Imagine the cooling, soothing splash of a small waterfall or fountain... colorful water lilies bursting into bloom¹inquisitive birds stopping for a drink. If you think you have to travel to Hawaii to find this water-filled paradise, you're wrong. You can create a water garden in your own backyard.
Water gardening is environmentally sound since you can structure your garden so any foundations or pools you use recycle the water they use. Water gardening is also versatile and can be designed for a small section of a patio or balcony or a large area in your yard.
Although you don't need a lot of room for a water garden, location is important. Choose a spot that will get a moderate amount of sun (about five hours a day), and consider the views from inside the house.
You may want your water garden to sit squarely in the center of your patio, visible from several rooms in the back of your house. Or you could put the water garden near your bedroom, so you can fall asleep to the peaceful sounds of the bubbling water.
It is generally not a good idea to locate your water garden directly under trees because leaves and other debris will fall into the water. Shade also may not be suitable for some water plants.
Most water gardens consist of soil-filled containers that are submerged in water inside of larger, waterproof containers such as half barrels or plastic or fiberglass pools. For your garden, choose an outer container at least one foot deep. If it is more than one foot deep, use bricks or rocks to prop up plant containers, so they don't fall too far below the waterline in the outer container.
Be creative in selecting the outer container. For example, give your garden a southwestern flair by using a waterproof terra cotta pool. For an oriental motif use a big black marble vase. If you select a wine or whiskey barrel, line it with PVC sheeting to avoid problems from bacteria left in the wood during the fermentation process.
Another option is to put in a fountain or pool. Visit your garden center to see the range of shapes available in fiberglass pools. or create your own pool using a waterproof liner.
If your aquatic landscaping includes a small pond, avoid locating it in the lowest spot in the yard because the surface runoff may wash mud and other contaminants such as lawn fertilizers and pesticides into the pond.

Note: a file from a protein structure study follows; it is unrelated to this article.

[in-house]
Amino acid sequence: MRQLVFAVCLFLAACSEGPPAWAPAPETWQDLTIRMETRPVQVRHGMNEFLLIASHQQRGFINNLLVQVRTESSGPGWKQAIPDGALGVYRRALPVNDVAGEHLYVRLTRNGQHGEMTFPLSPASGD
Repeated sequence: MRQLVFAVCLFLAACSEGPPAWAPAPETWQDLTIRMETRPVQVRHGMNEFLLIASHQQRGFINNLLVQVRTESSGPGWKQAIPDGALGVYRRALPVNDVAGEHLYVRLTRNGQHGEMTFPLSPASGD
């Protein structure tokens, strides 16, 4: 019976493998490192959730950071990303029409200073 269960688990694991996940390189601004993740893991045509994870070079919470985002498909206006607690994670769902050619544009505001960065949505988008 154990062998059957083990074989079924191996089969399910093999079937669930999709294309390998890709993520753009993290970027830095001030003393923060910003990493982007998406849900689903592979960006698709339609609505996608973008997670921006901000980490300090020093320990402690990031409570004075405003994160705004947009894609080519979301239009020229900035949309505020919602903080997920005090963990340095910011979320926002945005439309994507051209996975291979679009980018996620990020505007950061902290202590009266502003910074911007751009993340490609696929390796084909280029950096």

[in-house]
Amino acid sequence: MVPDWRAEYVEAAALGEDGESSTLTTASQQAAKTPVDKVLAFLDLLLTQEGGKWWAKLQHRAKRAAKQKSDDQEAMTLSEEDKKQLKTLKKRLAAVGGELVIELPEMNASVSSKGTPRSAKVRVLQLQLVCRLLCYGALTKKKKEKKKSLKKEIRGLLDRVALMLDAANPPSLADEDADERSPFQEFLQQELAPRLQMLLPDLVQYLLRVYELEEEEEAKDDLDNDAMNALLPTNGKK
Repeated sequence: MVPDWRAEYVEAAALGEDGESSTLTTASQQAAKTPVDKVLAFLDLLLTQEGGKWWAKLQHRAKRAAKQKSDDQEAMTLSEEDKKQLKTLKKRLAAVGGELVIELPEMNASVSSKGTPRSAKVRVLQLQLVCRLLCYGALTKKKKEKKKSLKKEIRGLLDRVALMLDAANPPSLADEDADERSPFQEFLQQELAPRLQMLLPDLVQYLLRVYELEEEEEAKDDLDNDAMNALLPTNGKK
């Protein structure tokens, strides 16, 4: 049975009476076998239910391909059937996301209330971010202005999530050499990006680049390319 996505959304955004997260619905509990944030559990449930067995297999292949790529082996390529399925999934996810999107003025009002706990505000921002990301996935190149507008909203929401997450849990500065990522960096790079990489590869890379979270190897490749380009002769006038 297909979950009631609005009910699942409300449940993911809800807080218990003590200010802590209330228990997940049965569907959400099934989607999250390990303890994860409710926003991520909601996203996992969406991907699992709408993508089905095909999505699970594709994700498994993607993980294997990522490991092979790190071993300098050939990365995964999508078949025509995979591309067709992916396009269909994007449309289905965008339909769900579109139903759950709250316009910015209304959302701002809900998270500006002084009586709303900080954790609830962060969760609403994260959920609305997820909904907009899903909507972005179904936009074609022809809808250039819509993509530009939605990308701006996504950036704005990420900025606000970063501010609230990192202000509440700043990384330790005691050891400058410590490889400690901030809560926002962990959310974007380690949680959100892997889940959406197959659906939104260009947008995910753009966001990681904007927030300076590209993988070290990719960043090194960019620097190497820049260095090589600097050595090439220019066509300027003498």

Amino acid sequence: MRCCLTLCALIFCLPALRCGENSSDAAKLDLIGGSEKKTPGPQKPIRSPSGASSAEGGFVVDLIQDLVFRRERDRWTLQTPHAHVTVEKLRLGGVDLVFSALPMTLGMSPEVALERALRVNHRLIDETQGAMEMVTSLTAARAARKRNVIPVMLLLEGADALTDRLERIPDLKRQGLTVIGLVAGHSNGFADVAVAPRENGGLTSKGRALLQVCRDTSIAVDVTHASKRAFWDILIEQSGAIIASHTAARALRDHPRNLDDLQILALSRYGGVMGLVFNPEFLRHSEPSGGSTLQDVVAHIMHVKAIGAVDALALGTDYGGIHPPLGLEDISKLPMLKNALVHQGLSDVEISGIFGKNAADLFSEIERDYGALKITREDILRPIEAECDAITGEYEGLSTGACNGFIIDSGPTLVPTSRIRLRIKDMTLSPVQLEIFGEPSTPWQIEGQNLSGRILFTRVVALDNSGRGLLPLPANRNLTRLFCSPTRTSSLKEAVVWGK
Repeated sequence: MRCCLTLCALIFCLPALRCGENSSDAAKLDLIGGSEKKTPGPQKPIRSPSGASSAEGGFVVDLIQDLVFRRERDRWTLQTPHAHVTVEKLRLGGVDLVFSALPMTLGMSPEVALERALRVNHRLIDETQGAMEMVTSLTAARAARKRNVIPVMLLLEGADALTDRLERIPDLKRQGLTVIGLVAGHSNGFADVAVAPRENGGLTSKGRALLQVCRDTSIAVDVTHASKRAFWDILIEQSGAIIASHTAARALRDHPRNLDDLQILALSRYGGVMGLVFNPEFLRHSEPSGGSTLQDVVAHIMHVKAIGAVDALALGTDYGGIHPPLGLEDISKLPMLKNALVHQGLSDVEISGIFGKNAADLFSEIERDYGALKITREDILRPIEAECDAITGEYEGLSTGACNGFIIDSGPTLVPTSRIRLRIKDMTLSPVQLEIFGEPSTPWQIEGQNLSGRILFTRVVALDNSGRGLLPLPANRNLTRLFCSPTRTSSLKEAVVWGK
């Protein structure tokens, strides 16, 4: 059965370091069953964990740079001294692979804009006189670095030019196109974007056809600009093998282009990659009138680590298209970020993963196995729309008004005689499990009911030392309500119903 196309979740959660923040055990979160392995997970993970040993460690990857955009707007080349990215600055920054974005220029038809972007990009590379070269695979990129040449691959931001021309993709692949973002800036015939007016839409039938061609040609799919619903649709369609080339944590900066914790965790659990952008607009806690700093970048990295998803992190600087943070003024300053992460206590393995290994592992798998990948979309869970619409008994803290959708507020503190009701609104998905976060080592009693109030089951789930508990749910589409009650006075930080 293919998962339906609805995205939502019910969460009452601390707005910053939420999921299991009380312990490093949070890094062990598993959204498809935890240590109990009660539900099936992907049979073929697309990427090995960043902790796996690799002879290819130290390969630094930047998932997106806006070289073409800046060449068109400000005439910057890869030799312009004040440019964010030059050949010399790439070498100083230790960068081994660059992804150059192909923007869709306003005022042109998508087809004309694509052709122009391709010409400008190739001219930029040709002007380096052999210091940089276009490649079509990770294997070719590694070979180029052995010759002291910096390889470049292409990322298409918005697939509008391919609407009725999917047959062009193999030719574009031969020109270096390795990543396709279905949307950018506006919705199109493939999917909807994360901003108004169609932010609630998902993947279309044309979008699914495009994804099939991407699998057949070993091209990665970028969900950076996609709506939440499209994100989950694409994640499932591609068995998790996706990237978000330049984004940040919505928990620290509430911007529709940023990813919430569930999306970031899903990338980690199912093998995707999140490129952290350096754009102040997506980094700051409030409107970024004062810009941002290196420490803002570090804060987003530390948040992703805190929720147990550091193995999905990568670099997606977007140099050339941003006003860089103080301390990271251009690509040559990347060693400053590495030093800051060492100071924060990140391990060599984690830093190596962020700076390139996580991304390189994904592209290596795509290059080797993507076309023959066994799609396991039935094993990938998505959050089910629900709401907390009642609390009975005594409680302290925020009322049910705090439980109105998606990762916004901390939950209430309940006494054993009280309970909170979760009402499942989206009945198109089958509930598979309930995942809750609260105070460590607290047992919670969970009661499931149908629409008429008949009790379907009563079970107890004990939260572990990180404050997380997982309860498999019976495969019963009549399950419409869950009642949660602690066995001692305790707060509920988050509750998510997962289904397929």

A pond that is well-balanced with plant and animal life will not require filtration. The recommended size is a minimum of 40 square feet and eighteen inches deep with about 60 percent of the surface covered in aquatic plants. Choose from hardy water lilies, lotus, water hyacinth, water fern, and others.
A smaller pond will be subject to rapid and frequent temperature changes, resulting in excessive algae growth. It may be too small to support the fish and animal life needed to keep it healthy. If you don't have adequate space for a pond, consider a container or tub water garden or fountain or pool instead.
If you decide to build a complex water garden featuring an underground water line and drip stone, first call your local utility companies to make sure you will not be digging where power or gas lines are buried.
A wide variety of plants will flourish in a water garden, providing they get the proper amount of sunshine or shade. Ask the professionals at your local garden center for suggestions and advice on follow-up care. To plant, fill the inner container with garden loam and supplement with a slow-release fertilizer.
Finish off your water garden by arranging rocks and stones around the edges. Add a statue or two, some fish if there's room, then sit back and enjoy your new water garden!
Leonard Perry is the Extension Greenhouse and Nursery Crops Specialist at the University of Vermont in Burlington, Vt.